From Where I Stand: Flight #93 Pilot's Widow Sets the Record Straightby Melodie Homer
A decade after September 11, 2001, the nation continues to mourn what was lost on that sunny Tuesday morning: nearly 3,000 lives, and the innocence of a nation that will be forever changed. Many of us lost loved ones in those flames and every single one of us will never forget that day. LeRoy W. Homer Jr. was the first officer and co-pilot of United Flight #93 enroute… See more details below
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A decade after September 11, 2001, the nation continues to mourn what was lost on that sunny Tuesday morning: nearly 3,000 lives, and the innocence of a nation that will be forever changed. Many of us lost loved ones in those flames and every single one of us will never forget that day. LeRoy W. Homer Jr. was the first officer and co-pilot of United Flight #93 enroute to San Francisco the morning of September 11, the flight was diverted to Washington, DC before crashing into a deserted field in Shanksville, Pennsylvania. Had it not been for the heroic efforts of crew members such as LeRoy, the plane would have crashed into its intended target–the US Capitol–destroying more lives and the symbol of a nation united. Written by Homer’s wife, Melodie, From Where I Stand chronicles the events of that singular day and the “new normal” that ensued: medial calling for a quote every time a story broke related to September 11; raising children and celebrating their milestones while living with post-traumatic stress disorder; and standing up to LeRoy’s employer, United Airlines. How does one move on when their husband and father is headline news with little privacy to mourn? From Where I Stand is Melodie’s uplifting journey of how she moved forward as the eyes of the nation watched her every step. The killing of Osama bin Laden on May 2, 2011 may have been a victory for the country but for the individuals who were deeply and directly affected by his actions; his death did little to end the nightmare. From Where I Stand is a story the nation needs to hear, so we can all be reminded of this dark period in time, learn from a courageous women how to move forward and share in the triumph of this amazing woman as she rebuilds a life for herself and her children.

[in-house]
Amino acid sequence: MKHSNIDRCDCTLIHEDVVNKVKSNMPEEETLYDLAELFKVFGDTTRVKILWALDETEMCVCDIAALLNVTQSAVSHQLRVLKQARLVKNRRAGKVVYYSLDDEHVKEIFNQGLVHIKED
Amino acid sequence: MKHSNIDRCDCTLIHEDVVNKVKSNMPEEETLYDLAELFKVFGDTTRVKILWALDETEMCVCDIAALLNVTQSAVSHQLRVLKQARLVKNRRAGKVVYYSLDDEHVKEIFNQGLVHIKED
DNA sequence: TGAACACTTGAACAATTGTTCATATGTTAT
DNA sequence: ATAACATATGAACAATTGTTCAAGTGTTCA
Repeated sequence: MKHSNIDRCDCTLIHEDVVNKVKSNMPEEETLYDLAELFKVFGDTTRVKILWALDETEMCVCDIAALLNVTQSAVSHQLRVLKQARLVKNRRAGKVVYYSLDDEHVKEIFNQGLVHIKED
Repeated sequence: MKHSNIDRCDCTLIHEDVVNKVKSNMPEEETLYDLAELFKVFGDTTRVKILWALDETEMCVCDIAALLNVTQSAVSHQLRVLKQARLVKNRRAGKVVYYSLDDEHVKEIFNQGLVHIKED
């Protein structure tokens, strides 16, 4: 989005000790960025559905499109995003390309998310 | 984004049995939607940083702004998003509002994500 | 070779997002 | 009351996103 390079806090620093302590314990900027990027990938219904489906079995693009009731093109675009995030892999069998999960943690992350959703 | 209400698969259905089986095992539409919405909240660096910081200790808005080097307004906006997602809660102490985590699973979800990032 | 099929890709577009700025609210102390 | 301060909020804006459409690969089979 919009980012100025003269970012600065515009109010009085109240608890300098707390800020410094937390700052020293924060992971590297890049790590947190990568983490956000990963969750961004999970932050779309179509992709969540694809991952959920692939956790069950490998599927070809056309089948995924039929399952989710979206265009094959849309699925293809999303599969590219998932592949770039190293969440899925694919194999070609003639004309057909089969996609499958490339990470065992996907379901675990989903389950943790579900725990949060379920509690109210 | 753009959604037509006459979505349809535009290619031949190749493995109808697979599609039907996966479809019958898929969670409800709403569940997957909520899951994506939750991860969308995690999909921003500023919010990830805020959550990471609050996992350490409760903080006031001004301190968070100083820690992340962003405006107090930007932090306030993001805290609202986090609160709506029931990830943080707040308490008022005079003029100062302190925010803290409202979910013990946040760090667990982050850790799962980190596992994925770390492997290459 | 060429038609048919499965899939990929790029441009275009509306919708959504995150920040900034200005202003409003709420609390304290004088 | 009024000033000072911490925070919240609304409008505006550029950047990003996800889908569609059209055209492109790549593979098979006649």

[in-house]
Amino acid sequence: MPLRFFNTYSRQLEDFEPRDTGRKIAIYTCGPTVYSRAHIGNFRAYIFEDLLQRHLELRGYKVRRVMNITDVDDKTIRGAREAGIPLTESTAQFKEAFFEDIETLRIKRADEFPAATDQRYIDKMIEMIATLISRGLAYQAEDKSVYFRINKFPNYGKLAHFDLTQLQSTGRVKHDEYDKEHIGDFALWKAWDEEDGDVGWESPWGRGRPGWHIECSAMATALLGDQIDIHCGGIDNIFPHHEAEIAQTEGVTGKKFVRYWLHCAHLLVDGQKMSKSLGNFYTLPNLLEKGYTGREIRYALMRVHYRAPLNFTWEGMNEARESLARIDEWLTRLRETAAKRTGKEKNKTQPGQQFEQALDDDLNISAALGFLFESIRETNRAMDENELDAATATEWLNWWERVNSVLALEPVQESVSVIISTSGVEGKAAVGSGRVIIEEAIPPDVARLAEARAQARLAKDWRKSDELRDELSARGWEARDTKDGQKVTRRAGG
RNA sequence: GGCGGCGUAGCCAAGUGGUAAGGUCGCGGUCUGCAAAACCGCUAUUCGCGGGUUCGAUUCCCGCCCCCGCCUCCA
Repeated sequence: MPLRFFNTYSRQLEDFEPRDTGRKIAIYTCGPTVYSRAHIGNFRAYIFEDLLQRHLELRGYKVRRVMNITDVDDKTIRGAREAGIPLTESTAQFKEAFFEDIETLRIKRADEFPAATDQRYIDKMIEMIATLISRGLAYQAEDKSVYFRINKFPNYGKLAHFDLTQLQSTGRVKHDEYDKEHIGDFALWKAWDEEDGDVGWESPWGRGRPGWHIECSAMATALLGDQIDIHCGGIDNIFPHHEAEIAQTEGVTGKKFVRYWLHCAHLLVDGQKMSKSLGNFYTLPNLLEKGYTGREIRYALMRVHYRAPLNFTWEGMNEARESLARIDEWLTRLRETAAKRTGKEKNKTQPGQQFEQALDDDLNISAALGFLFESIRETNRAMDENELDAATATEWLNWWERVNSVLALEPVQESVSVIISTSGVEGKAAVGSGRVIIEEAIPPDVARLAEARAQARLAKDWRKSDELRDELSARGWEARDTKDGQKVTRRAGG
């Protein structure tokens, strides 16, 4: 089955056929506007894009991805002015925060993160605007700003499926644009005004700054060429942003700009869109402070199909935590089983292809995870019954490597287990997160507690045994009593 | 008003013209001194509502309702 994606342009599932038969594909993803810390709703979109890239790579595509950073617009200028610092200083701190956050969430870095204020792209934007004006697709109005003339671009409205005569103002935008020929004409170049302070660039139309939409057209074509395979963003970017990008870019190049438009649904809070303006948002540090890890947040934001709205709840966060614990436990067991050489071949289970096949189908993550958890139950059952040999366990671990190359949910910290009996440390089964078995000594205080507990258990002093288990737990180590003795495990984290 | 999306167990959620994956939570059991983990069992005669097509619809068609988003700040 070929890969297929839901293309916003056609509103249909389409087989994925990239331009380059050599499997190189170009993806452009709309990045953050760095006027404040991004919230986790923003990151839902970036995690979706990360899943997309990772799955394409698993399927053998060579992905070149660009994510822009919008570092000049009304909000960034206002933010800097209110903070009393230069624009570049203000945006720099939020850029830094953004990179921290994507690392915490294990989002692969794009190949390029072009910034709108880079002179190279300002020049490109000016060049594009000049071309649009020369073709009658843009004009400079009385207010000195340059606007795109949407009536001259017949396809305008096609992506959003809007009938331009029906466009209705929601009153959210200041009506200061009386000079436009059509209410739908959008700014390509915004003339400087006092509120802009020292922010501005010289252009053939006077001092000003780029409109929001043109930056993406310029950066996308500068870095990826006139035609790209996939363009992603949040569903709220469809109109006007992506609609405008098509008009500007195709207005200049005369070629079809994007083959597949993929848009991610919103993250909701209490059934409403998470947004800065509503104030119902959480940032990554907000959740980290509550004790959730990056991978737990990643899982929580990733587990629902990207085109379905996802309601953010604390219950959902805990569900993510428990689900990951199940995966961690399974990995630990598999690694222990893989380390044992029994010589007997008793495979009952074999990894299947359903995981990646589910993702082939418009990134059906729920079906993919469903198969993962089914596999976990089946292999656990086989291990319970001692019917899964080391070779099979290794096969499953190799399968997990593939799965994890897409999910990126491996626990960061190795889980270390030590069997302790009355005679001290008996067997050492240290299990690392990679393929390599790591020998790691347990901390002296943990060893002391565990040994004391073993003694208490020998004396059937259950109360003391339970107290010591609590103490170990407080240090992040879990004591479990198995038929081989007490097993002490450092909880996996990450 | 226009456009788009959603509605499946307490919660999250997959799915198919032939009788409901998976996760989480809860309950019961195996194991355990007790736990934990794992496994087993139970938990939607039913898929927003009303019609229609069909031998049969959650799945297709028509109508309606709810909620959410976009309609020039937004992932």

- Langdon Street Press
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Mrs homer book was good and had alot of information regarding flight 93. I do agree that flight 93 did not get the coverage as ny or the pentagon. I was disappointed that she had a problem with lisa beamer and lisa's book. I think mrs homer forgot that lisa beamer also became a single parent on 9/11 and wanted to share her story!
I just finished this book and it was not what I expected! My heart breaks for Mrs. Homer and her children and I can't even imagine the pain they have endured since September 11, 2001. Unfortunately, this book seemed more about her anger and bitterness about how she was treated by United Airlines, the media, other 9/11 widows and their families for their decisions to display their grief through writing a book immediately or speaking to the media about the events that unfolded on flight United 93 that day, and even being angry at President Bush. Grief is something every person handles differently, and I hope this book has been a form of therapy for Mrs. Homer after all these years. It is evident she has endured so much pain. I am a military wife, and I remember that day all to well. My husband was deployed for a year, and I too was confused by what decisions we were making to find the people who attacked America that day, but I honestly feel the people we should blame and be angry at are the terrorist, not President Bush. I think he handled that crisis with grace and dignity, and brought everyone together during that difficult time. I agree that Leroy Homer, as well as the other 9/11 pilots, crew, other victims, and their families were NOT given the same respect as some of the victims were, but they all will always be heroes to me too. God Bless Mrs. Homer, her children, and everyone else who was affected by this horrible tragedy!